COVID-19 is very contagious and easily transmitted between individuals. The main concern is that its infection can occur during the incubation period, even without symptoms. Thus, prevention is vital.
The World Health Organisation has taken multiple measures to reduce the likelihood of transmission and save lives. The main objectives are to disturb human-to-human transmission by breaching transmission chains, and to identify, isolate and care for patients.
Behaviour plays an important role in ensuring the objectives are met. Health behaviour is considered effective when the individuals are motivated and educated about the choices, with the surroundings and policies supporting healthy choices.
Various nudge-type interventions have been introduced to enhance health precautions and to help people to stay safe. For example, frequent handwashing, social distancing, avoiding contact with eyes, nose and mouth, practising proper sneezing and coughing etiquette, seeking medical care when symptomatic, staying informed and following the advice given by healthcare providers.
The ‘nudge’ has been used as a tool to influence, direct or move people to a particular choice. Many studies show nudge offers an effective way to influence people’s behaviour or decision-making without restricting their freedom of choice.
Nudges have also been effective in Europe and the United States in promoting a healthier diet, reducing utilisation of healthcare and decreasing healthcare costs.
The media and effective communication measures can influence the risk perception and protective behaviour of an individual. Nudges are found to be more effective when the messages highlight societal benefits rather than personal benefits, and when they offer informational reminders and educational opportunities.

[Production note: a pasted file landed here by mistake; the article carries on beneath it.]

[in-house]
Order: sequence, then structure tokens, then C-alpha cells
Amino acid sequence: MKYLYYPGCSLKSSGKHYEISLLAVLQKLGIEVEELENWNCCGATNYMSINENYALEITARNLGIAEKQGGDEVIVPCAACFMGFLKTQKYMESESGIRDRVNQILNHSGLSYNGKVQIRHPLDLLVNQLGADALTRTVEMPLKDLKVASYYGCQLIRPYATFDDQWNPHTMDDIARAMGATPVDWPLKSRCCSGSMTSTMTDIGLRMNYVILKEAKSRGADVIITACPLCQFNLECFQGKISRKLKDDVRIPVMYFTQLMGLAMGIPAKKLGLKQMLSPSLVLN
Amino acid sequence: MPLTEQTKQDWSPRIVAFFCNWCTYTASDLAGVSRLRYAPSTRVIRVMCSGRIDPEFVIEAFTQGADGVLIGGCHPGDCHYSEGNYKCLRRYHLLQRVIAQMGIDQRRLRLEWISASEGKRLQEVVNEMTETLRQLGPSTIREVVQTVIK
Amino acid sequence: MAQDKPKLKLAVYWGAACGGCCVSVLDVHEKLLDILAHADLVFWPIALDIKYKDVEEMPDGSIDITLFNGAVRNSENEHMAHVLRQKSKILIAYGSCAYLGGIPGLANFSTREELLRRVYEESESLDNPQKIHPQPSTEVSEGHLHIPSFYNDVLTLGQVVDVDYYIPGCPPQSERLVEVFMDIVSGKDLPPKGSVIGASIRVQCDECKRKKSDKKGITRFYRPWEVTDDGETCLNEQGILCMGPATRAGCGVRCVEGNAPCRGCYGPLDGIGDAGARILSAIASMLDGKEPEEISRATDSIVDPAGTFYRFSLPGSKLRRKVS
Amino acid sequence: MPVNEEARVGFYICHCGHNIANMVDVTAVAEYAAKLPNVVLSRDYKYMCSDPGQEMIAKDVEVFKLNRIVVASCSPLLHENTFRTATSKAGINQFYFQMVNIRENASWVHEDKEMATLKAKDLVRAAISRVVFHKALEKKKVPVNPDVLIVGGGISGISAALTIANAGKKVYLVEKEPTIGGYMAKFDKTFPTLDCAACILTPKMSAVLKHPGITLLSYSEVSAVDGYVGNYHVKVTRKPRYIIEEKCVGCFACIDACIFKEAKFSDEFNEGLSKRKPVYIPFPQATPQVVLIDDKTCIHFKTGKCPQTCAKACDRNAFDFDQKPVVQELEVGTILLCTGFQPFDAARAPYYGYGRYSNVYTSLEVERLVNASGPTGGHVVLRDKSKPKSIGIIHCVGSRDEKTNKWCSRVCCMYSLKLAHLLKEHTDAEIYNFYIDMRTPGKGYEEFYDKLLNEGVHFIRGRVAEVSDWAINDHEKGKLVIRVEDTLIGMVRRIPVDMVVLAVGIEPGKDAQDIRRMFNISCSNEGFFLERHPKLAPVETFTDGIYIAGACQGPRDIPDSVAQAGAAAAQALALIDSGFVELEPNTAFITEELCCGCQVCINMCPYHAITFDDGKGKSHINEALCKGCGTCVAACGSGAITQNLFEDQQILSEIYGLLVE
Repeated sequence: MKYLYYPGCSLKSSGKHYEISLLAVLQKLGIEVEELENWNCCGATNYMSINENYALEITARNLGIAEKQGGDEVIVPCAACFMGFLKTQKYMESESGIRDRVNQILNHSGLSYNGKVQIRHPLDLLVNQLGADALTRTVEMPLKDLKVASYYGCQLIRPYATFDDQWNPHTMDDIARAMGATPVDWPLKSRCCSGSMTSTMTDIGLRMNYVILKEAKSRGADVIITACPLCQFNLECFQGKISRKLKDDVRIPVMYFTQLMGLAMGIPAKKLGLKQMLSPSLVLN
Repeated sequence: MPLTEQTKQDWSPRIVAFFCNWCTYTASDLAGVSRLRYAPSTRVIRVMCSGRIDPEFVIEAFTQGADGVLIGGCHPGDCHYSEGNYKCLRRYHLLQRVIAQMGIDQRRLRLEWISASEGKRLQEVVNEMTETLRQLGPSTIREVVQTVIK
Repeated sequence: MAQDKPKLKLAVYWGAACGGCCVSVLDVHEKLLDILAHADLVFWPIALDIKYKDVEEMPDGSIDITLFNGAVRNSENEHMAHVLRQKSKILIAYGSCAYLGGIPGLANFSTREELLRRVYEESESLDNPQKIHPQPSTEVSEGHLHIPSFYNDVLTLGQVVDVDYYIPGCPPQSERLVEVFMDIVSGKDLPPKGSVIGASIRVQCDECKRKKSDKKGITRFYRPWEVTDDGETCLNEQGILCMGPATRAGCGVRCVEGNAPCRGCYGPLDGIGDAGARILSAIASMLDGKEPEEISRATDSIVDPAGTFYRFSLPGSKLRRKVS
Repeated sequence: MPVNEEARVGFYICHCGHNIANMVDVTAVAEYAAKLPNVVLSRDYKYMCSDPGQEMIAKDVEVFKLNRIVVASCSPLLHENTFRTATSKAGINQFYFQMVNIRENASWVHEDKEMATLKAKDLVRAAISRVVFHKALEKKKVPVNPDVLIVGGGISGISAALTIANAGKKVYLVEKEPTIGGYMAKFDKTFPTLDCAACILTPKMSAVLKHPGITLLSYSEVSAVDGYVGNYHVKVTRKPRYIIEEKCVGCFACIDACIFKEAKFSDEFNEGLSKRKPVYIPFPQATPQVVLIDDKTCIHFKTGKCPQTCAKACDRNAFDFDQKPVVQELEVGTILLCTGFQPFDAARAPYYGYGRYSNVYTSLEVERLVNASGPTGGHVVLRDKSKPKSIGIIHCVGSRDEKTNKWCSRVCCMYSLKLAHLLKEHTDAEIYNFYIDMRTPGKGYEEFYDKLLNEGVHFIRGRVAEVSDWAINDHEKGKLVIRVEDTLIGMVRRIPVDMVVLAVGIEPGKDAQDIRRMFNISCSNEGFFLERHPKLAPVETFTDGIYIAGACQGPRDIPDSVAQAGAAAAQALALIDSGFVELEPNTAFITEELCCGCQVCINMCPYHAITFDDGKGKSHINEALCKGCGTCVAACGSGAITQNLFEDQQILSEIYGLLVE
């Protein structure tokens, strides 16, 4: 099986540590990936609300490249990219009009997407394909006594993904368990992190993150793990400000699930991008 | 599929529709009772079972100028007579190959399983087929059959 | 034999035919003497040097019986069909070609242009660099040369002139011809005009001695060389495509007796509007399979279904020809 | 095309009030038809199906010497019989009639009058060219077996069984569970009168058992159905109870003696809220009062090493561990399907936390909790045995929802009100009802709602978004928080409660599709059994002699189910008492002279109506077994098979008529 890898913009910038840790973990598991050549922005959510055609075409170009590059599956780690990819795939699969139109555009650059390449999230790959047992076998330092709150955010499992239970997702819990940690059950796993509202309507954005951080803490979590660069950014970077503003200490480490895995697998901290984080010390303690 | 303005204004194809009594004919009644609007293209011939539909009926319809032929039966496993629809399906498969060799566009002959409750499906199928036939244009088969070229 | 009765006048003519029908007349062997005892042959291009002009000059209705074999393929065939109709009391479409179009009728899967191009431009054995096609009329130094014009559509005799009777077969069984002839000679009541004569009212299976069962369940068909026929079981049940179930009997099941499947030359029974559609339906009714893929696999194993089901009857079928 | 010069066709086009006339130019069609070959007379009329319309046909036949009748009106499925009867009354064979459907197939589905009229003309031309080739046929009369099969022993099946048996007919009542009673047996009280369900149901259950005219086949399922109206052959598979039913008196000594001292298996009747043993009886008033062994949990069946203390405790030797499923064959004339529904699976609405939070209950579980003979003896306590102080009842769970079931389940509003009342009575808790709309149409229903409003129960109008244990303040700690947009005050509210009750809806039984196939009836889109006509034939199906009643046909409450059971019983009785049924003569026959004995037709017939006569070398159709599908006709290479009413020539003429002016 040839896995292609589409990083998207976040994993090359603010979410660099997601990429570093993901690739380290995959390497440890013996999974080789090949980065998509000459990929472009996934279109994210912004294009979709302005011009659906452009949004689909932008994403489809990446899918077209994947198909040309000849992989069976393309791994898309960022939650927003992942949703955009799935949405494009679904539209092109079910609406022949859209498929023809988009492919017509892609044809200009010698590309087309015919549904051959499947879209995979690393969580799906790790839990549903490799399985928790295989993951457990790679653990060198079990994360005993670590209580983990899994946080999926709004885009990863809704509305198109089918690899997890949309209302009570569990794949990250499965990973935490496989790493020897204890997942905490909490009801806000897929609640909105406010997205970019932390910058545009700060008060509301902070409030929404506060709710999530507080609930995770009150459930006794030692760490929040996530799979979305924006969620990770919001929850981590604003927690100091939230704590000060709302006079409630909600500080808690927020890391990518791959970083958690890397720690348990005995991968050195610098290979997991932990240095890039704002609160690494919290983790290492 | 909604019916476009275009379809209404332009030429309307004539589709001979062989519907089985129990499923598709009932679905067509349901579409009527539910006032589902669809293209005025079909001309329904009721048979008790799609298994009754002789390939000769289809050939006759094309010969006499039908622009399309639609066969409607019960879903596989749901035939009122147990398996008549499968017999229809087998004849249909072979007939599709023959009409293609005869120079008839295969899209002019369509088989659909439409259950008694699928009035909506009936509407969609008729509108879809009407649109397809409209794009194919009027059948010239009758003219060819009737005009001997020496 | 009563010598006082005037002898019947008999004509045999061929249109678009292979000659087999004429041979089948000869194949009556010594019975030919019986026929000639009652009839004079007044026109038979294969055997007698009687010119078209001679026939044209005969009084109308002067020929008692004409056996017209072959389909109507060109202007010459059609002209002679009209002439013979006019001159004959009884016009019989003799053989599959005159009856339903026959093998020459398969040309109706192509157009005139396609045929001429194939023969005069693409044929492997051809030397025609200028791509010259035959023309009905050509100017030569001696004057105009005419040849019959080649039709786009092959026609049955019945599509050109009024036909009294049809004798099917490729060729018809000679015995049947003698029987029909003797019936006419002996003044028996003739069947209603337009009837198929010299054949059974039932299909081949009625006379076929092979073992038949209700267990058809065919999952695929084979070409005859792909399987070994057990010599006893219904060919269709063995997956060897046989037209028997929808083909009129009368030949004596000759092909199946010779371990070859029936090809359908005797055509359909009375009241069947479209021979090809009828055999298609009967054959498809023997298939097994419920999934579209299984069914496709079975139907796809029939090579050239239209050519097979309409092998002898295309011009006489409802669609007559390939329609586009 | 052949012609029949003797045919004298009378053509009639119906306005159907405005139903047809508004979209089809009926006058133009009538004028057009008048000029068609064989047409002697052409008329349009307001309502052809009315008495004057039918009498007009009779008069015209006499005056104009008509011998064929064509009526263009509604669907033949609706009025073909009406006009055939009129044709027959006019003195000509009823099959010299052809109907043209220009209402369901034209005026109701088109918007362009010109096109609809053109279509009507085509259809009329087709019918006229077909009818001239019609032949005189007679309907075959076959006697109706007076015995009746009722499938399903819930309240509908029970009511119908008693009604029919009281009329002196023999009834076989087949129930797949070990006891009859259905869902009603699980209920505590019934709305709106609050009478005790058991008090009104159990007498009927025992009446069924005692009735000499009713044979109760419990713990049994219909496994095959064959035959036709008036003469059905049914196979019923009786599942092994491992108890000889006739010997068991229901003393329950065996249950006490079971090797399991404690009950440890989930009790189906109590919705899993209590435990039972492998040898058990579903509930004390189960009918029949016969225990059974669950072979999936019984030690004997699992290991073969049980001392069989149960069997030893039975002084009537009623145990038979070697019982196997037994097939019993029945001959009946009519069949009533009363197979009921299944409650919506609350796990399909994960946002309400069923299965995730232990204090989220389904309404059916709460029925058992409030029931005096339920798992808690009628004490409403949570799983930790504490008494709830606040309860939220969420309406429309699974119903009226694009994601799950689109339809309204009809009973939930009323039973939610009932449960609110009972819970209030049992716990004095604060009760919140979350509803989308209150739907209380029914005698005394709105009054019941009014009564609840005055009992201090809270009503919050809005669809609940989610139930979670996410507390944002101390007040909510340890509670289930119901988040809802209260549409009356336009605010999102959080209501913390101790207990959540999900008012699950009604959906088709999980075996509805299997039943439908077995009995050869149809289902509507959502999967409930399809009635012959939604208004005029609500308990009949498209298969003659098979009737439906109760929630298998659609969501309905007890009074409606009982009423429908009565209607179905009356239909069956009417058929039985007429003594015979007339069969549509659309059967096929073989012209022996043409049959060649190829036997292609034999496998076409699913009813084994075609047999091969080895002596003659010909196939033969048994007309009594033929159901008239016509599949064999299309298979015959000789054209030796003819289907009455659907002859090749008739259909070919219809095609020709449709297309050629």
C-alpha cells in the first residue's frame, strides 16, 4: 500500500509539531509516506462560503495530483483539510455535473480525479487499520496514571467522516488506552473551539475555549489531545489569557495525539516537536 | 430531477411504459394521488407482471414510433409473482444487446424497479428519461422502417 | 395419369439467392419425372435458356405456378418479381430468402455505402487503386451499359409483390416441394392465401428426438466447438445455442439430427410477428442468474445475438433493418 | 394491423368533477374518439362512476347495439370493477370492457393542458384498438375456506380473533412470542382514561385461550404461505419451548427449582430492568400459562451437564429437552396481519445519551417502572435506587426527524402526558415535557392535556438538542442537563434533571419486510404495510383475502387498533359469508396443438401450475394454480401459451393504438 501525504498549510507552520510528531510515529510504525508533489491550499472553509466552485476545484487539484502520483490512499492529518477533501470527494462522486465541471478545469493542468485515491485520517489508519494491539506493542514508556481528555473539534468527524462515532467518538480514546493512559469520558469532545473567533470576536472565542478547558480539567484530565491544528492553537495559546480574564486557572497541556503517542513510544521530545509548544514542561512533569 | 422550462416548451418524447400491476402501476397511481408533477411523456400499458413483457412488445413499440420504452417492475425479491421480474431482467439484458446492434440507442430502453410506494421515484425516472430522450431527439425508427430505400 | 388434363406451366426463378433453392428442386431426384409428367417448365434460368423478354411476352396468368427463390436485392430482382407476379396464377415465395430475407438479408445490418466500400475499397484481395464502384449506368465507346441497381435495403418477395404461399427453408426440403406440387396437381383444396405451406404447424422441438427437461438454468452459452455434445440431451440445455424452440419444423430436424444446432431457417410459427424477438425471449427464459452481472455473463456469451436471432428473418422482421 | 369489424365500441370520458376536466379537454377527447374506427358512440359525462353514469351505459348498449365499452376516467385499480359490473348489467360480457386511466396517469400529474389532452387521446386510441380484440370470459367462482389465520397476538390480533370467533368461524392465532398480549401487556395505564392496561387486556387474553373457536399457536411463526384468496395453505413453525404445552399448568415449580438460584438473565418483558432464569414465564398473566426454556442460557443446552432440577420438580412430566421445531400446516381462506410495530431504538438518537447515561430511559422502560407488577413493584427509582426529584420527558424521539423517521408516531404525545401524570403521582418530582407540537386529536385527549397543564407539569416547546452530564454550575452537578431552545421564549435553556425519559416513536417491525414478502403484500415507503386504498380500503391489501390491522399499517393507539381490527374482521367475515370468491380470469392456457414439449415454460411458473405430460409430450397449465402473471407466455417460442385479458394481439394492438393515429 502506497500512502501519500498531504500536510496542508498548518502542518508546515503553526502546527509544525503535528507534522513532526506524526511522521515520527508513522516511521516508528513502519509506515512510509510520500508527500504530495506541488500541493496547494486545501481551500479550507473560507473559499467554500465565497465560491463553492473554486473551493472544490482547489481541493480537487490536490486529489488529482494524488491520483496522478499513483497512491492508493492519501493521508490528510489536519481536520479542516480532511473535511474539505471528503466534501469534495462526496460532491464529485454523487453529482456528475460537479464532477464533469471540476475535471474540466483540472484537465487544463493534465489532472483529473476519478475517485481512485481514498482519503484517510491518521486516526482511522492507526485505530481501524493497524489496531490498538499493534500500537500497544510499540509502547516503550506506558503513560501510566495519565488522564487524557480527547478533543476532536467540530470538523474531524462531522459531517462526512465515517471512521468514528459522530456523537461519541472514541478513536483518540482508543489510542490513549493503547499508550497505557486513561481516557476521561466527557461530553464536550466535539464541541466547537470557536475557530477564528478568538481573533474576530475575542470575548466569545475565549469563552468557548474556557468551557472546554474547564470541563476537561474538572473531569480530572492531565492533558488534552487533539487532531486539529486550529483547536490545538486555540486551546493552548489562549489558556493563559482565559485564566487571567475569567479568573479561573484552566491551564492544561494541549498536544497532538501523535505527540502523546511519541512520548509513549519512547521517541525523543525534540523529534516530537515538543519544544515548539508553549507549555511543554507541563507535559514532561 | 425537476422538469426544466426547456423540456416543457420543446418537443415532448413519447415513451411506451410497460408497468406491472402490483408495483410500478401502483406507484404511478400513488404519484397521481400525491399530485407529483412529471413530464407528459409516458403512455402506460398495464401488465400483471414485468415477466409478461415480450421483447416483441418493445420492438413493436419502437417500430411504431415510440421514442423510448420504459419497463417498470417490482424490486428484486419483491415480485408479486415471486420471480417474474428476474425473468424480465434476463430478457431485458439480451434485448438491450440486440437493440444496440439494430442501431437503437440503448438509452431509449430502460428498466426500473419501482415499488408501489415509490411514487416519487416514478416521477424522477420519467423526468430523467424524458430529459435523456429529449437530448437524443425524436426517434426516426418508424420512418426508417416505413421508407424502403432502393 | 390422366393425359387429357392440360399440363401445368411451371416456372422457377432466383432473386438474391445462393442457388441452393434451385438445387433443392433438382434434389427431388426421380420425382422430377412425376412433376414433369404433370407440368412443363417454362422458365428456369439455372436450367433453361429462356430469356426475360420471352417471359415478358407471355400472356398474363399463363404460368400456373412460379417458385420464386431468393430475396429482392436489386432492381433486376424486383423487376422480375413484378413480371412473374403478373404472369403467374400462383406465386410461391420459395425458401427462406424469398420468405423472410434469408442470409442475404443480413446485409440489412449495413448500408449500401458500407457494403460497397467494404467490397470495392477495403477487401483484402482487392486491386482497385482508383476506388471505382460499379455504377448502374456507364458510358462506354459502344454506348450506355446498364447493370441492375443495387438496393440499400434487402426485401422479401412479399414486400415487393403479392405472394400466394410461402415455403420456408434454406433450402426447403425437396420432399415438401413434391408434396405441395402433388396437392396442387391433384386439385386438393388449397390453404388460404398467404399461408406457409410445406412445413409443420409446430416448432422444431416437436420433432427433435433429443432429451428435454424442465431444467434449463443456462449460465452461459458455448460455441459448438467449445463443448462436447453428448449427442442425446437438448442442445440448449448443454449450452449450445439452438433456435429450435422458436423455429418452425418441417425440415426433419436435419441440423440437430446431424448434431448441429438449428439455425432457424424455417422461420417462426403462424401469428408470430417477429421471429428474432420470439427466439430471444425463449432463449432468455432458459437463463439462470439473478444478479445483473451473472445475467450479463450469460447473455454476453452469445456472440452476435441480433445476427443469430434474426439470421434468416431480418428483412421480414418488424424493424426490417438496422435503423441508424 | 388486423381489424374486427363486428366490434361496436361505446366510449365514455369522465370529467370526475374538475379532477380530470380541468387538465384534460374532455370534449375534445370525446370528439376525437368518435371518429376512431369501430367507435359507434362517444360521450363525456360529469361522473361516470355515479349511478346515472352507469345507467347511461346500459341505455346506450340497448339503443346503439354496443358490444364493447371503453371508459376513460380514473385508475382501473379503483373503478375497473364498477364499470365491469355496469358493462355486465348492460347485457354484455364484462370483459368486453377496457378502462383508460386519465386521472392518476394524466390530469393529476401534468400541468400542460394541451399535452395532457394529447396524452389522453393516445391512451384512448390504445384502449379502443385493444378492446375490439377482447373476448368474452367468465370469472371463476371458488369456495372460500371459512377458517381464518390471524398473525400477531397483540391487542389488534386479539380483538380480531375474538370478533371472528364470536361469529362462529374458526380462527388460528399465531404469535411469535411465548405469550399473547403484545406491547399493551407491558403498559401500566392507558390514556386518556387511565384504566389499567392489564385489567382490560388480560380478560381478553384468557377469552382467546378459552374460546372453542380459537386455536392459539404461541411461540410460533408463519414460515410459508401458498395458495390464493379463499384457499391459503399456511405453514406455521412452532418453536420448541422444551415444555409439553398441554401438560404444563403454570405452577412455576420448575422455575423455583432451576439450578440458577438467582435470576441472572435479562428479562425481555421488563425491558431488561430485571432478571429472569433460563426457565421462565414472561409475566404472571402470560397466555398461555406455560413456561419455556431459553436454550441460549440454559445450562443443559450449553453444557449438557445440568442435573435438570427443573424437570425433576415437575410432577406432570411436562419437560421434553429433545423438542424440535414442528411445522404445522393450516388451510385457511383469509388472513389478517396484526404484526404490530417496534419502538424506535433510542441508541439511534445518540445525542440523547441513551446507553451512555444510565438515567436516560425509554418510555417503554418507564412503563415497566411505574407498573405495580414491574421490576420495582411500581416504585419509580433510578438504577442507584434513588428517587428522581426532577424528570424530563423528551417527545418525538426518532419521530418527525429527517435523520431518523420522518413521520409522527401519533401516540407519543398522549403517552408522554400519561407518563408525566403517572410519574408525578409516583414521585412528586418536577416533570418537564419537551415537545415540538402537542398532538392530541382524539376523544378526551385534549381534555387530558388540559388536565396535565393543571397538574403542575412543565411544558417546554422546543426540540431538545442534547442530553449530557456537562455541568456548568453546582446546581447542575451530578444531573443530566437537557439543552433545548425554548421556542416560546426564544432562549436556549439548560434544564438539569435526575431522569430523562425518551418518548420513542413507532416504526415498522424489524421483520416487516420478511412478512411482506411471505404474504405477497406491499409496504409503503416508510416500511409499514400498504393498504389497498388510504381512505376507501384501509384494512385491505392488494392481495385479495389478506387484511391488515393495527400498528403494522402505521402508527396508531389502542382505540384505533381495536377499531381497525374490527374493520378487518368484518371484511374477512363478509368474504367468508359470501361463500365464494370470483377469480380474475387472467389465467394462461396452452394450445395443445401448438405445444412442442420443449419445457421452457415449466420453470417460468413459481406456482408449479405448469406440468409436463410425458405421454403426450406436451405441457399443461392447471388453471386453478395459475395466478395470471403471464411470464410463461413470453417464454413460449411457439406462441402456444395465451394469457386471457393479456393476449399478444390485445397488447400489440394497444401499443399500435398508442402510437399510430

The information should be simple and precise, so as to reduce the risk perception, fears, panic and misunderstanding of the pandemic. National, state and local governments, together with private agencies, have taken steps to implement protective behaviour to curb the transmission of the Covid-19 virus using nudge-type interventions.
Although no evaluation has been done of the intervention used, the nudges seem to be effective as most Malaysians are complying with the recommended protective behaviour.
The government has also ensured that legal action is taken against those responsible for spreading false or misleading information. The action compels people to act rationally and adopt protective behaviour.
The implementation of the Movement Control Order is a great challenge as it is not the norm for most people, especially for those who are working. In general, nudge interventions may promote consistency and compliance with protective behaviour, as well as better responses to the Covid-19 pandemic.
Therefore, continuous efforts are needed to evaluate the effectiveness and the best way to implement nudges. Allowing access to health data and empowering evidence-based assessment of nudge-based health policies may significantly improve health behaviour.
The establishment of a formal nudge unit in Malaysia is also recommended to systematically develop and test new approaches to improve healthcare delivery and outcomes.
Source: New Straits Times